The writer proceeded to state the believer’s condition and then to explain it.
Paul used "law" here figuratively for "principle" (Romans 8:23). He was not referring to the Mosaic Law (cf. Romans 7:21). These laws refer to the certainty and regularity that characterize the operations of the Spirit and sin. The Spirit’s work that comes to us because of faith in Jesus Christ leads to fullness of life, and sin leads to death. Ultimate ends are again in view.
"Both the Spirit and sin and death are called the law because of the constancy of their influence and action." [Note: Mickelsen, p. 1205.]
"The subject here is no longer Christ’s work for us, but the Spirit’s work within us. Without the Spirit within as a law of life, there would be nothing but condemnation: for the new creature has no power within himself apart from the blessed Spirit,-as against a life of perpetual bondage to the flesh,-’the end of which things is death’ (6.21)." [Note: Newell, p. 288.]
So far in Romans Paul only referred to the Holy Spirit once (Romans 5:5), but in this chapter he mentions Him 17 times.
The Mosaic Law cannot set us free from sin and death (Romans 8:2; cf. ch. 7) because its only appeal is to the basic nature of man. It urges us intellectually to obey God, but it does not provide sufficient power for obedience. Fortunately God sent His own Son, out of the depths of His love, to deal effectively with sin.
Paul referred to both the person and work of Christ in this verse. Jesus Christ came "in the likeness of sinful flesh" (cf. Philippians 2:7), not "in sinful flesh" or "in the likeness of flesh." He was both sinless and a real person.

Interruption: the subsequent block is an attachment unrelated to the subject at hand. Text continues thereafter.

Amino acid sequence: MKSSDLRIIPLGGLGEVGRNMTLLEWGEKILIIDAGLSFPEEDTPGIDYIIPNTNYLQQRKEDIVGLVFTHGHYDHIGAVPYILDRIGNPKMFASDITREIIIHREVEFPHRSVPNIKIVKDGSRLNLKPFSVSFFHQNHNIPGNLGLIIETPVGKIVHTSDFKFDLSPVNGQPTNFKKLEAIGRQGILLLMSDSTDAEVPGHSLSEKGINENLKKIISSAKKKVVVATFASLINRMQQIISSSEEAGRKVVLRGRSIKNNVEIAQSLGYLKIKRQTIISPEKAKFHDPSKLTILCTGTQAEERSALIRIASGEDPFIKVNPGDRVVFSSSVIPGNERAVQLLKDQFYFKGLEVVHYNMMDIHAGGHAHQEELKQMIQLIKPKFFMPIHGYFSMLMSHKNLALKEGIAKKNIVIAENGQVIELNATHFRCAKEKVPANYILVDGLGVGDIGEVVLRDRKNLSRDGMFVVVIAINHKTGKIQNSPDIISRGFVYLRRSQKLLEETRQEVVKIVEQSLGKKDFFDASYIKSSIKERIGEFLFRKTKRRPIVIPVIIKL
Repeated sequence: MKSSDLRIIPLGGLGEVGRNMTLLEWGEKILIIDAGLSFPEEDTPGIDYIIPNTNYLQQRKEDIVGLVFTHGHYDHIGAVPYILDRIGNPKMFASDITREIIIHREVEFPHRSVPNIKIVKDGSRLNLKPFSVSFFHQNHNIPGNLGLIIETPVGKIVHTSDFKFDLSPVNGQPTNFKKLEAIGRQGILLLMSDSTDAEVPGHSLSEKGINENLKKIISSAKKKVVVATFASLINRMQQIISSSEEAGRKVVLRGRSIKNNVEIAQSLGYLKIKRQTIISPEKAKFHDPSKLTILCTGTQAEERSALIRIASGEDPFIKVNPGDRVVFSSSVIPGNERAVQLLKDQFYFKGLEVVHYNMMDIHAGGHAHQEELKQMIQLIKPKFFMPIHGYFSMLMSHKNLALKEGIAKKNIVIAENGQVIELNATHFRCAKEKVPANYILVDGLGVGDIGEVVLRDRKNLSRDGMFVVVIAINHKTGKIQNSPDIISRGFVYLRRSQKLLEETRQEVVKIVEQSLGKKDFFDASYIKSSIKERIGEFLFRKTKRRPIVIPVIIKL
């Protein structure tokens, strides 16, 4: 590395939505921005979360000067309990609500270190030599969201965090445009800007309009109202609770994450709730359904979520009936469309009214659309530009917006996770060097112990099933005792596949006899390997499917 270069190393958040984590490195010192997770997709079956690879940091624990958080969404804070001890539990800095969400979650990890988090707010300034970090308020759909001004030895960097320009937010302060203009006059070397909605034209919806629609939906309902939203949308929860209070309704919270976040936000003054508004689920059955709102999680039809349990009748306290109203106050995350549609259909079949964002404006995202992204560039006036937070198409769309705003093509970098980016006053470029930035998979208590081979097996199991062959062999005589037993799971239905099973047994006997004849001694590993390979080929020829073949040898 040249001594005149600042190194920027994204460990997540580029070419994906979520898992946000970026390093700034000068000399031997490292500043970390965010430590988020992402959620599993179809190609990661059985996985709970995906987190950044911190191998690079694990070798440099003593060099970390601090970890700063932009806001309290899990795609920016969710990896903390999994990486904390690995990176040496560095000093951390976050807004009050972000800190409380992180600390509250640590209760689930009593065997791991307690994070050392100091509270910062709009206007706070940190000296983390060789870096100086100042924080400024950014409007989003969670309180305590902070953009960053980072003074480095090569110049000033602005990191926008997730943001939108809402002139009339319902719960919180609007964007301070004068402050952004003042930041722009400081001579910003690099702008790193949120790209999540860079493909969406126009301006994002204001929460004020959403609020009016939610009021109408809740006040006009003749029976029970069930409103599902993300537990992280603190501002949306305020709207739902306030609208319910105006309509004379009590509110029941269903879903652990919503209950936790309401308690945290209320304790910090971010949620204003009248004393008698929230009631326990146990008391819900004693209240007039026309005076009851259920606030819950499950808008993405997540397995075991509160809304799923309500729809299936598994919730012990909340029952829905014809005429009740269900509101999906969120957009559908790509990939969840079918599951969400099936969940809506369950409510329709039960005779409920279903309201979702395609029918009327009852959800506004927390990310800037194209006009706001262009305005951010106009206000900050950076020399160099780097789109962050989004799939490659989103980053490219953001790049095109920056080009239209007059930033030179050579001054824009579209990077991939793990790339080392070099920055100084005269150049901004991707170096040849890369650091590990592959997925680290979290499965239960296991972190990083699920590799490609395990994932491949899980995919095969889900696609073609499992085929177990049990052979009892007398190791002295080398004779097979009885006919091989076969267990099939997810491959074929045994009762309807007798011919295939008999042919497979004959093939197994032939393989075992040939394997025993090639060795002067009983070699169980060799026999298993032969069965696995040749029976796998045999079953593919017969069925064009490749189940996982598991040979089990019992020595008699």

"For sin," the literal Greek rendering, has a wider connotation than "as an offering for sin" or "a sin offering" and is the better translation. The Law could not deal with sin. Consequently God sent His own Son to do so. That is the point of the verse.
"The battle was joined and the triumph secured in that same flesh which in us is the seat and agent of sin." [Note: John Murray, The Epistle to the Romans , 1:282.]
"The ’law of double jeopardy’ states that a man cannot be tried twice for the same crime. Since Jesus Christ paid the penalty for your sins, and since you are ’in Christ,’ God will not condemn you." [Note: Wiersbe, 1:539.]
"The law of double jeopardy" is a universally recognized principle of justice.
Here the purpose of the Incarnation appears in the context of the struggle of chapter 7. God fulfills the Law’s requirements in us by His Spirit who indwells and empowers us. However this is not automatic because He indwells us. He fulfills them if and as we walk by the Spirit rather than walking according to the flesh. Walking by the Spirit means walking in submission to and dependence on the Spirit (cf. Galatians 5:16). Walking according to the flesh means behaving as the flesh dictates and allowing our sinful nature to govern our lives.